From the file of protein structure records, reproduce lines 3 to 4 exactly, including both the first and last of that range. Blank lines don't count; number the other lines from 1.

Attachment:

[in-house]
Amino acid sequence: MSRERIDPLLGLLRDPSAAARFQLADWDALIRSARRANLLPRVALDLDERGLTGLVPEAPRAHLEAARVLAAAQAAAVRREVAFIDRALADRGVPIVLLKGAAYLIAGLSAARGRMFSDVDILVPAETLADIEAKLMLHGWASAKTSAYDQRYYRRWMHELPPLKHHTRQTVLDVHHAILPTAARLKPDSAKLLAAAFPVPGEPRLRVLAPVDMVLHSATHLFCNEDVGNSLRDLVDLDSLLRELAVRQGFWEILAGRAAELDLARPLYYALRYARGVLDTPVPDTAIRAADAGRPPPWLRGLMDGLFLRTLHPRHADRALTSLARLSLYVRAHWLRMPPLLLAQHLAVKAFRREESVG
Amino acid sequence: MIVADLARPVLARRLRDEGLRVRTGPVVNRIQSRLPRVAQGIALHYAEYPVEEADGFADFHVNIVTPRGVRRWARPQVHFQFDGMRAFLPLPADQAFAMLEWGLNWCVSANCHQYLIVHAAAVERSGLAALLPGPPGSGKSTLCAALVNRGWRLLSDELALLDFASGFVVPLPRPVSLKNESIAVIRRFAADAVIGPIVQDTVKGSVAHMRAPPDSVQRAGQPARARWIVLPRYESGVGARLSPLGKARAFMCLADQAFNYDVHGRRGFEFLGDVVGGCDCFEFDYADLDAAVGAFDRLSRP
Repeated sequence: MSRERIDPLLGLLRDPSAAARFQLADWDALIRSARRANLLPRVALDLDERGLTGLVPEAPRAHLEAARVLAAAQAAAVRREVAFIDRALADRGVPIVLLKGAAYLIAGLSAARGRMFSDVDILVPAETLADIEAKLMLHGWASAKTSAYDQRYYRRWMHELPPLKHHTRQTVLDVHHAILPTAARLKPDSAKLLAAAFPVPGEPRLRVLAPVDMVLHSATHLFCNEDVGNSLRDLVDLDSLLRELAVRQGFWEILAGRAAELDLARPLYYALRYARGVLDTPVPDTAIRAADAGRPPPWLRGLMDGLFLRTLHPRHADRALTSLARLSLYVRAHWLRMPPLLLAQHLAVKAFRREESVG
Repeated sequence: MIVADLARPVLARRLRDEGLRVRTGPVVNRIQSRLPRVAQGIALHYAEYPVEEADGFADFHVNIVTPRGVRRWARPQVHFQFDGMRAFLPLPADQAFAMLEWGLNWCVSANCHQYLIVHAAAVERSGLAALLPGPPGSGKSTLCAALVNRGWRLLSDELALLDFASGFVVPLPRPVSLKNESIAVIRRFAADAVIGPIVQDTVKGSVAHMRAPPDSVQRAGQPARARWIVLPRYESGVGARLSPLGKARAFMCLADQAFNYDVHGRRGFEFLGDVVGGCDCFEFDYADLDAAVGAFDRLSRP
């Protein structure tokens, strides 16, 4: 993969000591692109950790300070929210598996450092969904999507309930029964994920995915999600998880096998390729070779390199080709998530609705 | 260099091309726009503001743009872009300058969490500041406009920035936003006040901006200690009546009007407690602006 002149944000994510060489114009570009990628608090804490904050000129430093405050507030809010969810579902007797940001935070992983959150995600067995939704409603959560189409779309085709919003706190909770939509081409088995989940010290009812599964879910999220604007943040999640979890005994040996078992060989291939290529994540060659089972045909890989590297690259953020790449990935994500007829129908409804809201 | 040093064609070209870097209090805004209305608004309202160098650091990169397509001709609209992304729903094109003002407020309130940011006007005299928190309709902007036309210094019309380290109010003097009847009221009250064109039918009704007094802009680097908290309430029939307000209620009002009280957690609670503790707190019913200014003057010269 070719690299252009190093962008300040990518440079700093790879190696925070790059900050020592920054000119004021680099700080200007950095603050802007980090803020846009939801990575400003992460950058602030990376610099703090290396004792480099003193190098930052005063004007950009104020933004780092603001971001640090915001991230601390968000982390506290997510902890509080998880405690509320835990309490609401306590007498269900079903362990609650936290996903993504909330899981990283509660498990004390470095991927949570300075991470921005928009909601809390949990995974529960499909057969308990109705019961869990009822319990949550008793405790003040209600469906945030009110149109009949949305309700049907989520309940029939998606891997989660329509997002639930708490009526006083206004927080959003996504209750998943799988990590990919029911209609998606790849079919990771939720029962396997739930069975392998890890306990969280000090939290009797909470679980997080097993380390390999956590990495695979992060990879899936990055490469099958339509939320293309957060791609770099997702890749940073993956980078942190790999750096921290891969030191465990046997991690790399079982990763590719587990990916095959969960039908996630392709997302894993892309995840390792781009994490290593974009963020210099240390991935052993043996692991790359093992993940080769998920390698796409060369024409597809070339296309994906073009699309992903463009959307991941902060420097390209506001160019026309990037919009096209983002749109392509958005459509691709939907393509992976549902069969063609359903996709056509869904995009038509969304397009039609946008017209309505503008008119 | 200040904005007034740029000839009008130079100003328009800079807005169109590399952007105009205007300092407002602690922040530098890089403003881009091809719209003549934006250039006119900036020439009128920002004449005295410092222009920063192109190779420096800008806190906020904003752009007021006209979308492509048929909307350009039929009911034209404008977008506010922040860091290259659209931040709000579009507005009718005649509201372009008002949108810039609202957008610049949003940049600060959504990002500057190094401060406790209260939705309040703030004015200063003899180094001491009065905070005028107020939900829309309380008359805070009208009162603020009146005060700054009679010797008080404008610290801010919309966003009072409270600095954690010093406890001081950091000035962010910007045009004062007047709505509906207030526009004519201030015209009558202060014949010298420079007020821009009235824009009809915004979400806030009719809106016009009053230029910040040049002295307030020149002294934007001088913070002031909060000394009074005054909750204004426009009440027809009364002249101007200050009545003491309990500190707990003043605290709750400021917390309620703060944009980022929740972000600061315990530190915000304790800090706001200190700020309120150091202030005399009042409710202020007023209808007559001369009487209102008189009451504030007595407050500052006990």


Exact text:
Amino acid sequence: MIVADLARPVLARRLRDEGLRVRTGPVVNRIQSRLPRVAQGIALHYAEYPVEEADGFADFHVNIVTPRGVRRWARPQVHFQFDGMRAFLPLPADQAFAMLEWGLNWCVSANCHQYLIVHAAAVERSGLAALLPGPPGSGKSTLCAALVNRGWRLLSDELALLDFASGFVVPLPRPVSLKNESIAVIRRFAADAVIGPIVQDTVKGSVAHMRAPPDSVQRAGQPARARWIVLPRYESGVGARLSPLGKARAFMCLADQAFNYDVHGRRGFEFLGDVVGGCDCFEFDYADLDAAVGAFDRLSRP
Repeated sequence: MSRERIDPLLGLLRDPSAAARFQLADWDALIRSARRANLLPRVALDLDERGLTGLVPEAPRAHLEAARVLAAAQAAAVRREVAFIDRALADRGVPIVLLKGAAYLIAGLSAARGRMFSDVDILVPAETLADIEAKLMLHGWASAKTSAYDQRYYRRWMHELPPLKHHTRQTVLDVHHAILPTAARLKPDSAKLLAAAFPVPGEPRLRVLAPVDMVLHSATHLFCNEDVGNSLRDLVDLDSLLRELAVRQGFWEILAGRAAELDLARPLYYALRYARGVLDTPVPDTAIRAADAGRPPPWLRGLMDGLFLRTLHPRHADRALTSLARLSLYVRAHWLRMPPLLLAQHLAVKAFRREESVG